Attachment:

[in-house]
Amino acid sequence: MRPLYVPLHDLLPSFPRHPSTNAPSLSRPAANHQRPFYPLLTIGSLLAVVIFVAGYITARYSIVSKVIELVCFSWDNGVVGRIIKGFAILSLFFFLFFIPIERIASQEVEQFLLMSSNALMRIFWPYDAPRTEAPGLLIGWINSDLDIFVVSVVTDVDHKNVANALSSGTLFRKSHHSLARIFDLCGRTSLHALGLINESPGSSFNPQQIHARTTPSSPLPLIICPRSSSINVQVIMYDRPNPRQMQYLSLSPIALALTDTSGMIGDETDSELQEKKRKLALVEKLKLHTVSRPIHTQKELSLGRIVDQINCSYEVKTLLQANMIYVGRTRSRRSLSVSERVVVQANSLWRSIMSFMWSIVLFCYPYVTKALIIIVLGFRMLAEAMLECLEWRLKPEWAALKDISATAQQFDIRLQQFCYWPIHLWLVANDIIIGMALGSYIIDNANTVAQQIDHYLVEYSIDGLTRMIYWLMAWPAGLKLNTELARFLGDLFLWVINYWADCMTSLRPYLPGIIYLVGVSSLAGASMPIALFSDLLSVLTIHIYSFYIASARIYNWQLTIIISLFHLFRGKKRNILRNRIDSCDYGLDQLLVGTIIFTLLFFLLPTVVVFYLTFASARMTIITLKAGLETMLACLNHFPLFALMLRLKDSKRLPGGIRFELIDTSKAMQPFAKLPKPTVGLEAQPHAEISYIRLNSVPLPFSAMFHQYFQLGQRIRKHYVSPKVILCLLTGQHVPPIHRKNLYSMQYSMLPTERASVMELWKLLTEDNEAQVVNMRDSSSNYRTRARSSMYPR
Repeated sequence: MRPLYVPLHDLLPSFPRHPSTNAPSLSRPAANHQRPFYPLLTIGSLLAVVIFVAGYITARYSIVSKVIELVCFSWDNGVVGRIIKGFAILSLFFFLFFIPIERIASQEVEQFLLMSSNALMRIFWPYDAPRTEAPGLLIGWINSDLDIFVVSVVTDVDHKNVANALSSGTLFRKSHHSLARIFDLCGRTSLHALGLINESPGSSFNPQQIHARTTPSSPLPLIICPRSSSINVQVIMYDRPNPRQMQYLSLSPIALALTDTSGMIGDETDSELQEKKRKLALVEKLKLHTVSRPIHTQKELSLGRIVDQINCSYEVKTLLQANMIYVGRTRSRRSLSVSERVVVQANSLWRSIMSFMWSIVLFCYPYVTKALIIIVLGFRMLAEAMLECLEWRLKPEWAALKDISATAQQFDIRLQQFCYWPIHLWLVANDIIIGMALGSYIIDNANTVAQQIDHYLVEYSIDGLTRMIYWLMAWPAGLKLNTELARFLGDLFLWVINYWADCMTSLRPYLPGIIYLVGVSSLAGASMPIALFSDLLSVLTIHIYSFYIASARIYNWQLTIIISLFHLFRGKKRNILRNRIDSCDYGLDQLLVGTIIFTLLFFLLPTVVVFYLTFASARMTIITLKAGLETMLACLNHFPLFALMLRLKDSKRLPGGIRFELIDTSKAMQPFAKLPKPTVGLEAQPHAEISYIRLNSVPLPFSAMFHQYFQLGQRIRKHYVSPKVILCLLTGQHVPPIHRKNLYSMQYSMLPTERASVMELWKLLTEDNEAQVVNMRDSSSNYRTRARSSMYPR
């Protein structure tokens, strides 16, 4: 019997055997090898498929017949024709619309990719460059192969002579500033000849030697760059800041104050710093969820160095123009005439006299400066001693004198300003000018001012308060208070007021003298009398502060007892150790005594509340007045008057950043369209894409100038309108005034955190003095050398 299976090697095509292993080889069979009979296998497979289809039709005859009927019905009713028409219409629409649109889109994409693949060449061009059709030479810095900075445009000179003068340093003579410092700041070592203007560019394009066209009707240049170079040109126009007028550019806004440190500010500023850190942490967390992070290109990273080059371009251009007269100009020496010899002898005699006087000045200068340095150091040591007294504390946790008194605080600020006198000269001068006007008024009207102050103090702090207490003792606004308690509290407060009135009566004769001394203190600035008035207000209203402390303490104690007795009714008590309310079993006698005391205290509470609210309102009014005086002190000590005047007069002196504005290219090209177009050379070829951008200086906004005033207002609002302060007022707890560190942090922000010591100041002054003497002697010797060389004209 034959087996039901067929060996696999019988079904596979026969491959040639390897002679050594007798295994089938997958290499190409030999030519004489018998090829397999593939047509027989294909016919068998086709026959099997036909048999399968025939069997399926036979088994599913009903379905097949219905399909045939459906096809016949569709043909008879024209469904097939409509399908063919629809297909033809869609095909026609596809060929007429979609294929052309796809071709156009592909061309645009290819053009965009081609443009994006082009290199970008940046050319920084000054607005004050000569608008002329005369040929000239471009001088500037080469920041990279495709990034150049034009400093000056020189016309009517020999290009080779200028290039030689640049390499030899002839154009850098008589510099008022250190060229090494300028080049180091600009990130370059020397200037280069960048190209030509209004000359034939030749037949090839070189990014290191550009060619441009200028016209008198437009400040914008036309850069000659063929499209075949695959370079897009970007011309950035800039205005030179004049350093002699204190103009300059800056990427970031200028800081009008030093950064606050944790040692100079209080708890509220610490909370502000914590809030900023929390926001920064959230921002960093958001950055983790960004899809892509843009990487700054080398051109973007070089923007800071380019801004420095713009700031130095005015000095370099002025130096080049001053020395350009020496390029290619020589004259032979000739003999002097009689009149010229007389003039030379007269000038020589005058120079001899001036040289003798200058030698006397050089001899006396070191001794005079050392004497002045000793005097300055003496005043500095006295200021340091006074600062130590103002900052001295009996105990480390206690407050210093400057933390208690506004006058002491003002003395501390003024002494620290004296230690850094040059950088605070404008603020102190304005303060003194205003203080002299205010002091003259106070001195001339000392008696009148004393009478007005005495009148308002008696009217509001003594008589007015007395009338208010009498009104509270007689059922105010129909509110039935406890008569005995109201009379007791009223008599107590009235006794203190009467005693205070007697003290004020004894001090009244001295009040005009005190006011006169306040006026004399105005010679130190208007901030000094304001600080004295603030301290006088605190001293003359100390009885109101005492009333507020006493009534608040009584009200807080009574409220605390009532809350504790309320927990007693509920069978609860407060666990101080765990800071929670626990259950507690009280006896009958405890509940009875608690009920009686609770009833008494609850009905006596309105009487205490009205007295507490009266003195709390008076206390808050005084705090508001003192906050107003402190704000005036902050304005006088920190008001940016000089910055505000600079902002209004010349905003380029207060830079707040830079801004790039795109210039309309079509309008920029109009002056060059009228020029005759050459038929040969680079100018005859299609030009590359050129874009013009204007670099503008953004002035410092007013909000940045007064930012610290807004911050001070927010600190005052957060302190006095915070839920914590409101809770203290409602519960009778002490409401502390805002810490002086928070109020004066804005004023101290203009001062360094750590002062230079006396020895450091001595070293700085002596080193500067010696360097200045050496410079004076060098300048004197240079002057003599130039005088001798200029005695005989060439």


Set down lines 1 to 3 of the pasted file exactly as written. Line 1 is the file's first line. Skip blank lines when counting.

[in-house]
Amino acid sequence: MRPLYVPLHDLLPSFPRHPSTNAPSLSRPAANHQRPFYPLLTIGSLLAVVIFVAGYITARYSIVSKVIELVCFSWDNGVVGRIIKGFAILSLFFFLFFIPIERIASQEVEQFLLMSSNALMRIFWPYDAPRTEAPGLLIGWINSDLDIFVVSVVTDVDHKNVANALSSGTLFRKSHHSLARIFDLCGRTSLHALGLINESPGSSFNPQQIHARTTPSSPLPLIICPRSSSINVQVIMYDRPNPRQMQYLSLSPIALALTDTSGMIGDETDSELQEKKRKLALVEKLKLHTVSRPIHTQKELSLGRIVDQINCSYEVKTLLQANMIYVGRTRSRRSLSVSERVVVQANSLWRSIMSFMWSIVLFCYPYVTKALIIIVLGFRMLAEAMLECLEWRLKPEWAALKDISATAQQFDIRLQQFCYWPIHLWLVANDIIIGMALGSYIIDNANTVAQQIDHYLVEYSIDGLTRMIYWLMAWPAGLKLNTELARFLGDLFLWVINYWADCMTSLRPYLPGIIYLVGVSSLAGASMPIALFSDLLSVLTIHIYSFYIASARIYNWQLTIIISLFHLFRGKKRNILRNRIDSCDYGLDQLLVGTIIFTLLFFLLPTVVVFYLTFASARMTIITLKAGLETMLACLNHFPLFALMLRLKDSKRLPGGIRFELIDTSKAMQPFAKLPKPTVGLEAQPHAEISYIRLNSVPLPFSAMFHQYFQLGQRIRKHYVSPKVILCLLTGQHVPPIHRKNLYSMQYSMLPTERASVMELWKLLTEDNEAQVVNMRDSSSNYRTRARSSMYPR
Repeated sequence: MRPLYVPLHDLLPSFPRHPSTNAPSLSRPAANHQRPFYPLLTIGSLLAVVIFVAGYITARYSIVSKVIELVCFSWDNGVVGRIIKGFAILSLFFFLFFIPIERIASQEVEQFLLMSSNALMRIFWPYDAPRTEAPGLLIGWINSDLDIFVVSVVTDVDHKNVANALSSGTLFRKSHHSLARIFDLCGRTSLHALGLINESPGSSFNPQQIHARTTPSSPLPLIICPRSSSINVQVIMYDRPNPRQMQYLSLSPIALALTDTSGMIGDETDSELQEKKRKLALVEKLKLHTVSRPIHTQKELSLGRIVDQINCSYEVKTLLQANMIYVGRTRSRRSLSVSERVVVQANSLWRSIMSFMWSIVLFCYPYVTKALIIIVLGFRMLAEAMLECLEWRLKPEWAALKDISATAQQFDIRLQQFCYWPIHLWLVANDIIIGMALGSYIIDNANTVAQQIDHYLVEYSIDGLTRMIYWLMAWPAGLKLNTELARFLGDLFLWVINYWADCMTSLRPYLPGIIYLVGVSSLAGASMPIALFSDLLSVLTIHIYSFYIASARIYNWQLTIIISLFHLFRGKKRNILRNRIDSCDYGLDQLLVGTIIFTLLFFLLPTVVVFYLTFASARMTIITLKAGLETMLACLNHFPLFALMLRLKDSKRLPGGIRFELIDTSKAMQPFAKLPKPTVGLEAQPHAEISYIRLNSVPLPFSAMFHQYFQLGQRIRKHYVSPKVILCLLTGQHVPPIHRKNLYSMQYSMLPTERASVMELWKLLTEDNEAQVVNMRDSSSNYRTRARSSMYPR